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Treatment of metastatic parathyroid cancer
The following are treatment options for metastatic parathyroid cancer. The types of treatments given are based on the unique needs of the person with cancer.
Surgery may be offered for metastatic parathyroid cancer to remove:
- bring calcium in the blood to normal levels before surgery
- control hypercalcemia in people with disease that cannot be removed by surgery (unresectable disease)
Cinacalcet is a medication used alone or with other drugs to treat hypercalcemia in recurrent or metastatic parathyroid cancer (it is not used to treat other forms of hypercalcemia). This drug is in a class of medications called calcimimetics. It works by signalling the body to produce less parathyroid hormone, which in turn decreases the amount of calcium in the blood.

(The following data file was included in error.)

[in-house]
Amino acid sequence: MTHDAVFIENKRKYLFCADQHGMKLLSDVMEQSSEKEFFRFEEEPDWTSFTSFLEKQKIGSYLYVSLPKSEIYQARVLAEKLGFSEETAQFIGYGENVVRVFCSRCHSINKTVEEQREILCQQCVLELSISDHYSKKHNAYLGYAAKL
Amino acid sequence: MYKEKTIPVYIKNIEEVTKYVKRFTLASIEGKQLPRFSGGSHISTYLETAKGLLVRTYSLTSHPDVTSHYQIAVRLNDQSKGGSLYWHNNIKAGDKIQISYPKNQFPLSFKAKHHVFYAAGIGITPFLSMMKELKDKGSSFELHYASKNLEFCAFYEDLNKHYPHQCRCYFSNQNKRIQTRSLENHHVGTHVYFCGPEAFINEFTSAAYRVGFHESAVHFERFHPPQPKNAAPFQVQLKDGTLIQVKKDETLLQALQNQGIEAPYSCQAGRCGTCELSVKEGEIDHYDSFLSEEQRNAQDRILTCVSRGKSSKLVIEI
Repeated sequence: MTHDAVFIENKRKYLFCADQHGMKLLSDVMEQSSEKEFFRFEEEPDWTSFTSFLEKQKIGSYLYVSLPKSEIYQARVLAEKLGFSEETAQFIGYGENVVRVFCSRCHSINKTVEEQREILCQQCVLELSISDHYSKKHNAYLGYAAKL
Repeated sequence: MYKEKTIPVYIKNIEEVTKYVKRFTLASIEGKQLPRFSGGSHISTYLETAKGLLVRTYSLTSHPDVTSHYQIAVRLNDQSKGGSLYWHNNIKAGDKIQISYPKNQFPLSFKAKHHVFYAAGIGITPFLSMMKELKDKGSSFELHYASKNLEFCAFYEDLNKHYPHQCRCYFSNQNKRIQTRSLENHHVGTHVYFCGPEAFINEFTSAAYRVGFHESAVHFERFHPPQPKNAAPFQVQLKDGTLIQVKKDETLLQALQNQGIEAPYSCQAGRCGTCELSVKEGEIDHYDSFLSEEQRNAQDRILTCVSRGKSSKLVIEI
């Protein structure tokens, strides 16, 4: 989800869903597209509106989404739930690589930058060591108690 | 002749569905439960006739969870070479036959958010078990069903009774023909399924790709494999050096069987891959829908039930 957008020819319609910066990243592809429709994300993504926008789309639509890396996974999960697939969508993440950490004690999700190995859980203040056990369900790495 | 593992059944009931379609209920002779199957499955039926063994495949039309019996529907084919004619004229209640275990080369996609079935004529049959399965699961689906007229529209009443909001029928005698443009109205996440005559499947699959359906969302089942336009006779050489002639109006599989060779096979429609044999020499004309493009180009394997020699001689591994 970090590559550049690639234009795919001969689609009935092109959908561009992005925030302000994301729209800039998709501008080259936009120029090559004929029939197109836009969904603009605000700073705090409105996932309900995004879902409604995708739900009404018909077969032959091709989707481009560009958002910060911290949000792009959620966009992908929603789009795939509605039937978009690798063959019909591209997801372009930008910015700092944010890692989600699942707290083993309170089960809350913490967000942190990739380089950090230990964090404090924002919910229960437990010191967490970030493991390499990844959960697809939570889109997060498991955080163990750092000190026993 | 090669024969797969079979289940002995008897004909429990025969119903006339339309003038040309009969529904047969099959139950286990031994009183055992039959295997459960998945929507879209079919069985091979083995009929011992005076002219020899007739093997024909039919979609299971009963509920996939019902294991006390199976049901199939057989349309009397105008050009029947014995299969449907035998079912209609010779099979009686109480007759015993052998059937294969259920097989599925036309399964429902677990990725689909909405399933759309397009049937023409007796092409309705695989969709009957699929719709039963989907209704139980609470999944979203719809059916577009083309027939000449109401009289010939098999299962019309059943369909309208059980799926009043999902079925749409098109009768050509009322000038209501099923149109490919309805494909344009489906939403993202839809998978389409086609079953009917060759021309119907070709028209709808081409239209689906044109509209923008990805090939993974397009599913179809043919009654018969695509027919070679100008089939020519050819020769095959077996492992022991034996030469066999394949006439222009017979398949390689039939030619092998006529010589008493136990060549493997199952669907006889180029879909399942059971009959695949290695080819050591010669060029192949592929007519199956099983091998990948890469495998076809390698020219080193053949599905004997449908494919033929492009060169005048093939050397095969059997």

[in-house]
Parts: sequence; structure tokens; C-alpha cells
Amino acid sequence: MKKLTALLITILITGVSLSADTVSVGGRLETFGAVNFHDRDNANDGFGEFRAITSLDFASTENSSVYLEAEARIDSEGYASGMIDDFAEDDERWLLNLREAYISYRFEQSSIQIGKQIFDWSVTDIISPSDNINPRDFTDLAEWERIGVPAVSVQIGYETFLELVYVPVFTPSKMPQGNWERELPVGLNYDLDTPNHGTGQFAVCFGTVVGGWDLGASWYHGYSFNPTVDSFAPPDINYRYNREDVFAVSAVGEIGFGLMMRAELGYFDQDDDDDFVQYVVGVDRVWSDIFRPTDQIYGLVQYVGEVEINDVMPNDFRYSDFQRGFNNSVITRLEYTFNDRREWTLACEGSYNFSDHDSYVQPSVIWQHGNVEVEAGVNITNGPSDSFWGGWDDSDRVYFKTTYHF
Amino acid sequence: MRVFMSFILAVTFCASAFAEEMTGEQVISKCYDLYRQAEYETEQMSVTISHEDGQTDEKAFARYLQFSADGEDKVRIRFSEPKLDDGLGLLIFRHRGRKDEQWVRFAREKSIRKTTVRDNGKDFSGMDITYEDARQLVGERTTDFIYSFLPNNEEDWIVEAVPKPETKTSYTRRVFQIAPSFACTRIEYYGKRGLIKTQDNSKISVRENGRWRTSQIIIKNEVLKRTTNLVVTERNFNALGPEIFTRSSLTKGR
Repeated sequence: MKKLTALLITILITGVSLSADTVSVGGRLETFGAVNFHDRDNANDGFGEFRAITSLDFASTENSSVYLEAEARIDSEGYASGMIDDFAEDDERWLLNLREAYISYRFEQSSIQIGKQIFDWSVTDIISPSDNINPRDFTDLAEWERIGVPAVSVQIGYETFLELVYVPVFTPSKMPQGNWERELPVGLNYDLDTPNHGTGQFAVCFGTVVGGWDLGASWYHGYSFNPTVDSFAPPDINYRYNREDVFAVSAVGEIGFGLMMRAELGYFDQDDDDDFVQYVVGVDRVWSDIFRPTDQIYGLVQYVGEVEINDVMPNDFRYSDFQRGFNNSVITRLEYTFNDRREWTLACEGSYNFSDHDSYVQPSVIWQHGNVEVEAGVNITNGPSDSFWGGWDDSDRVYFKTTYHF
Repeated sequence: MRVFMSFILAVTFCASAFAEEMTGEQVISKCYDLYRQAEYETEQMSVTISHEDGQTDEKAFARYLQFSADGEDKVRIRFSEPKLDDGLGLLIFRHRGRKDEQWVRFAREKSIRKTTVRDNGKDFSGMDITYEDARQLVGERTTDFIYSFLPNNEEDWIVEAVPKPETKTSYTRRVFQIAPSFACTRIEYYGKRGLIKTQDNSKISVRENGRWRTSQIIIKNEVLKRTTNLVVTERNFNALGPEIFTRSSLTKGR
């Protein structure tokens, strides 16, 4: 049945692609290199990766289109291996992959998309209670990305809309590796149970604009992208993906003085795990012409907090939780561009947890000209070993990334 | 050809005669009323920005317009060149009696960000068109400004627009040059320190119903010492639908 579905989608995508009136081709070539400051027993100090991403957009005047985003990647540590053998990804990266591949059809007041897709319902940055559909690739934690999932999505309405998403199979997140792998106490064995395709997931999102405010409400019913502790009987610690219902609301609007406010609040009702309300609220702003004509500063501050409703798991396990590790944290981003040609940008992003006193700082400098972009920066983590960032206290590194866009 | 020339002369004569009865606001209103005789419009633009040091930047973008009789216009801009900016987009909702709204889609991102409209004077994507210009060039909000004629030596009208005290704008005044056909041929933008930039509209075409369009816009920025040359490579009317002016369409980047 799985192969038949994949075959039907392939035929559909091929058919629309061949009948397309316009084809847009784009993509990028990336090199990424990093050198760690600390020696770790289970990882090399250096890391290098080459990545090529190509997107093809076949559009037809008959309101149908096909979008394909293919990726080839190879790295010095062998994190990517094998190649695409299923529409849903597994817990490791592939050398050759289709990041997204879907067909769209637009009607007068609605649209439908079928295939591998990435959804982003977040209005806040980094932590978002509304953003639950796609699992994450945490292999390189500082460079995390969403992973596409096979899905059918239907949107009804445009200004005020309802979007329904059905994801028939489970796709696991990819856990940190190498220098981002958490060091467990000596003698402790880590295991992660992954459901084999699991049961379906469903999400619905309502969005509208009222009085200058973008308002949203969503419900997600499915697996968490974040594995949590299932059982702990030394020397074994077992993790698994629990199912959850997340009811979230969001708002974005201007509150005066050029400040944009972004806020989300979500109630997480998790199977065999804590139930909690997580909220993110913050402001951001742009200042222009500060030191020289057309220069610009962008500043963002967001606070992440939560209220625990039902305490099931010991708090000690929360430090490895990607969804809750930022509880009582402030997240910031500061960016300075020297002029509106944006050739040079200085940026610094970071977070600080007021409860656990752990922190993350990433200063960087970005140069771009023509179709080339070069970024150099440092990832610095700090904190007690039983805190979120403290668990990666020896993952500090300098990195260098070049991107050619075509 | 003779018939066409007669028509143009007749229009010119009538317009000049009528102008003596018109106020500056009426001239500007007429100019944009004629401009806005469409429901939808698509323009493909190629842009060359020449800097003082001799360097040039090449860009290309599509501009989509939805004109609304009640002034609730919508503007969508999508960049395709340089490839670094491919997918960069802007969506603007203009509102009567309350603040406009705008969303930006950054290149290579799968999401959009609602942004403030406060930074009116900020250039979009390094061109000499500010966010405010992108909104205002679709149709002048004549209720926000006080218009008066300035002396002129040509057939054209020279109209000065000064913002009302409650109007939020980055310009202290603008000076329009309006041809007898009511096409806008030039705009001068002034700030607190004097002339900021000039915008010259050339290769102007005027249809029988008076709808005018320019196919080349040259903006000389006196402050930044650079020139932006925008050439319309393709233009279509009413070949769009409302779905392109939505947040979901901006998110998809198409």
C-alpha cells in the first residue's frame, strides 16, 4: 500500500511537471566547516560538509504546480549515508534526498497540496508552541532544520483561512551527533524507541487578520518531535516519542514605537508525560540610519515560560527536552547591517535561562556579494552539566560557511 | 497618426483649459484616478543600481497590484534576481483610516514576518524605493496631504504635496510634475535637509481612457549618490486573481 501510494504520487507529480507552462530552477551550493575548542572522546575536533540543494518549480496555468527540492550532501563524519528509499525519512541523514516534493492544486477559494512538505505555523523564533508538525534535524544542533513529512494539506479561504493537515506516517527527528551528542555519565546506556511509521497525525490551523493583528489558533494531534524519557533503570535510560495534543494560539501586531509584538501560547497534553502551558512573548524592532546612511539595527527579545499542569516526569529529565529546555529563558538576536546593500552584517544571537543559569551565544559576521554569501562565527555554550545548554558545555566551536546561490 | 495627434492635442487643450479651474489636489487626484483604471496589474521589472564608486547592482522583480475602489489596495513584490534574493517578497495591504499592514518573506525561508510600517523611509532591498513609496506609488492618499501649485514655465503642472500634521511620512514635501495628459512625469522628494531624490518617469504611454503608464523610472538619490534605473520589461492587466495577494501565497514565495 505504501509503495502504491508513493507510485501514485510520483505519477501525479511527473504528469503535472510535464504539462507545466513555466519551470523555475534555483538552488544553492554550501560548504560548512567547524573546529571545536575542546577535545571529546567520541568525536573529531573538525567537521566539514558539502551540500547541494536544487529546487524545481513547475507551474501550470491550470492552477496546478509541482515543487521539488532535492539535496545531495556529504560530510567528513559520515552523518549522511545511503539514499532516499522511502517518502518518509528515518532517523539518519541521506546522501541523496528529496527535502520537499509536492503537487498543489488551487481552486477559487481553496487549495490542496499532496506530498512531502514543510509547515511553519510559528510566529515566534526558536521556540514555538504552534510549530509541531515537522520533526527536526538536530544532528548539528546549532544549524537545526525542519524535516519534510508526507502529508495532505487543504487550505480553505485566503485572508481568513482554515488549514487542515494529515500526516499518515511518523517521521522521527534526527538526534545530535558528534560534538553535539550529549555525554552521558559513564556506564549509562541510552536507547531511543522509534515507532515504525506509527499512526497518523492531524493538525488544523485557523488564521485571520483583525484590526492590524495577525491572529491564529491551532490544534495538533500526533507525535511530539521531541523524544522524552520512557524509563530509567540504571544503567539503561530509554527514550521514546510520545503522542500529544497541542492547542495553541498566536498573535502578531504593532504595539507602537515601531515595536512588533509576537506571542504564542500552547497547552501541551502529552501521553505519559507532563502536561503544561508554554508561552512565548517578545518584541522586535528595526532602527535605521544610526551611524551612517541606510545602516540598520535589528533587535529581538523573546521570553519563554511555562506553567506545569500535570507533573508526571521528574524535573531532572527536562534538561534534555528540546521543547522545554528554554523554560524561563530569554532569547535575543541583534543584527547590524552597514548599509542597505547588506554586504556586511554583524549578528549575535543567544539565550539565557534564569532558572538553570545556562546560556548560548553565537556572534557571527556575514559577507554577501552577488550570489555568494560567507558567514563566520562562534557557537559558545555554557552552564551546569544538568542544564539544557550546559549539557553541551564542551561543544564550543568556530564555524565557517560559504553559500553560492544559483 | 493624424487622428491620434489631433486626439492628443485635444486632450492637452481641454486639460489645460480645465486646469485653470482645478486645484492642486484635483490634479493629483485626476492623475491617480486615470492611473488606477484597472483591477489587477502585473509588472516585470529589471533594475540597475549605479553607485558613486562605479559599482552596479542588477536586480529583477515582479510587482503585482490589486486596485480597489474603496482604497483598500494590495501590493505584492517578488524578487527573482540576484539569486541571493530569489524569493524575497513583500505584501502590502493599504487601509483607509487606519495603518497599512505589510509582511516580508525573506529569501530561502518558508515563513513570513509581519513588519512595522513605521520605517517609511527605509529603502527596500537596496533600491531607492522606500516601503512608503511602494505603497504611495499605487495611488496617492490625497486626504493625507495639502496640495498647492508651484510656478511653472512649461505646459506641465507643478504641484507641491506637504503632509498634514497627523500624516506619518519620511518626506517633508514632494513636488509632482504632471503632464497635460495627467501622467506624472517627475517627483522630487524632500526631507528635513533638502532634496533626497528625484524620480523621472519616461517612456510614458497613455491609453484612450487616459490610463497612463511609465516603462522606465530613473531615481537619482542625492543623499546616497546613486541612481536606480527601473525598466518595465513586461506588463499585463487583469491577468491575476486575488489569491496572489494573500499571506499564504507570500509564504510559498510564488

Radiation therapy may be offered for metastatic parathyroid cancer. External beam radiation therapy may be given for:
- local metastases in the neck (if surgery is not an option)
- distant metastases to the lungs, liver or bones
Chemotherapy may be offered for metastatic parathyroid cancer when the cancer cannot be completely removed by surgery. The types of chemotherapy are:
- dacarbazine (DTIC) alone
- drug combinations
- 5-fluorouracil (Adrucil, 5-FU), cyclophosphamide (Cytoxan, Procytox) and paclitaxel (Taxol)
- 5-fluorouracil, cyclophosphamide and dacarbazine
People with parathyroid cancer may be offered the opportunity to participate in clinical trials. For more information, go to clinical trials.
Establishing a national caregivers strategy
The Canadian Cancer Society is actively lobbying the federal government to establish a national caregivers strategy to ensure there is more financial support for this important group of people.